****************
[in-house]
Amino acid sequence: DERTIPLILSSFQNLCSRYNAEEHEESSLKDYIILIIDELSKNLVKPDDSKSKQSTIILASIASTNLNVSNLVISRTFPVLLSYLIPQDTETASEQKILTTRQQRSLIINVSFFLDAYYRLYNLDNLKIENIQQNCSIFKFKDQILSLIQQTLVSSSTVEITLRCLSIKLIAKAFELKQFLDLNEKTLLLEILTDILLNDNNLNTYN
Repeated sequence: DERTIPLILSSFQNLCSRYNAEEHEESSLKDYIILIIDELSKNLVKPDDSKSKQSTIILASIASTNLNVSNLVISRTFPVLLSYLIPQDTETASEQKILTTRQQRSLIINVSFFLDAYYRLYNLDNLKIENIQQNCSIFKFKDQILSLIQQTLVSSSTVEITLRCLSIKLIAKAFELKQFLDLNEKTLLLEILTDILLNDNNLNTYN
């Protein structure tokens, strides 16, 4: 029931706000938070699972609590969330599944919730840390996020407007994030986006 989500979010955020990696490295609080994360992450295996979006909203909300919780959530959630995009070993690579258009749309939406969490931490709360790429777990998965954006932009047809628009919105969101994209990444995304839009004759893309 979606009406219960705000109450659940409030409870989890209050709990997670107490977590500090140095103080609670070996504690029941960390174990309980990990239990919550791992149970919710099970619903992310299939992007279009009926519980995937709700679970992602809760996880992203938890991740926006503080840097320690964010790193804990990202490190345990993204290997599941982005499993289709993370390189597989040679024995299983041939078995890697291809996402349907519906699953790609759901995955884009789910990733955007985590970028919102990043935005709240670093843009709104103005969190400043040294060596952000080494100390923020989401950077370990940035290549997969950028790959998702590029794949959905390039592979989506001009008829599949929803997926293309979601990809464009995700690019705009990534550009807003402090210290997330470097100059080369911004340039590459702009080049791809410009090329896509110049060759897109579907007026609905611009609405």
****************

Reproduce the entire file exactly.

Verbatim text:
[in-house]
Amino acid sequence: DERTIPLILSSFQNLCSRYNAEEHEESSLKDYIILIIDELSKNLVKPDDSKSKQSTIILASIASTNLNVSNLVISRTFPVLLSYLIPQDTETASEQKILTTRQQRSLIINVSFFLDAYYRLYNLDNLKIENIQQNCSIFKFKDQILSLIQQTLVSSSTVEITLRCLSIKLIAKAFELKQFLDLNEKTLLLEILTDILLNDNNLNTYN
Repeated sequence: DERTIPLILSSFQNLCSRYNAEEHEESSLKDYIILIIDELSKNLVKPDDSKSKQSTIILASIASTNLNVSNLVISRTFPVLLSYLIPQDTETASEQKILTTRQQRSLIINVSFFLDAYYRLYNLDNLKIENIQQNCSIFKFKDQILSLIQQTLVSSSTVEITLRCLSIKLIAKAFELKQFLDLNEKTLLLEILTDILLNDNNLNTYN
């Protein structure tokens, strides 16, 4: 029931706000938070699972609590969330599944919730840390996020407007994030986006 989500979010955020990696490295609080994360992450295996979006909203909300919780959530959630995009070993690579258009749309939406969490931490709360790429777990998965954006932009047809628009919105969101994209990444995304839009004759893309 979606009406219960705000109450659940409030409870989890209050709990997670107490977590500090140095103080609670070996504690029941960390174990309980990990239990919550791992149970919710099970619903992310299939992007279009009926519980995937709700679970992602809760996880992203938890991740926006503080840097320690964010790193804990990202490190345990993204290997599941982005499993289709993370390189597989040679024995299983041939078995890697291809996402349907519906699953790609759901995955884009789910990733955007985590970028919102990043935005709240670093843009709104103005969190400043040294060596952000080494100390923020989401950077370990940035290549997969950028790959998702590029794949959905390039592979989506001009008829599949929803997926293309979601990809464009995700690019705009990534550009807003402090210290997330470097100059080369911004340039590459702009080049791809410009090329896509110049060759897109579907007026609905611009609405």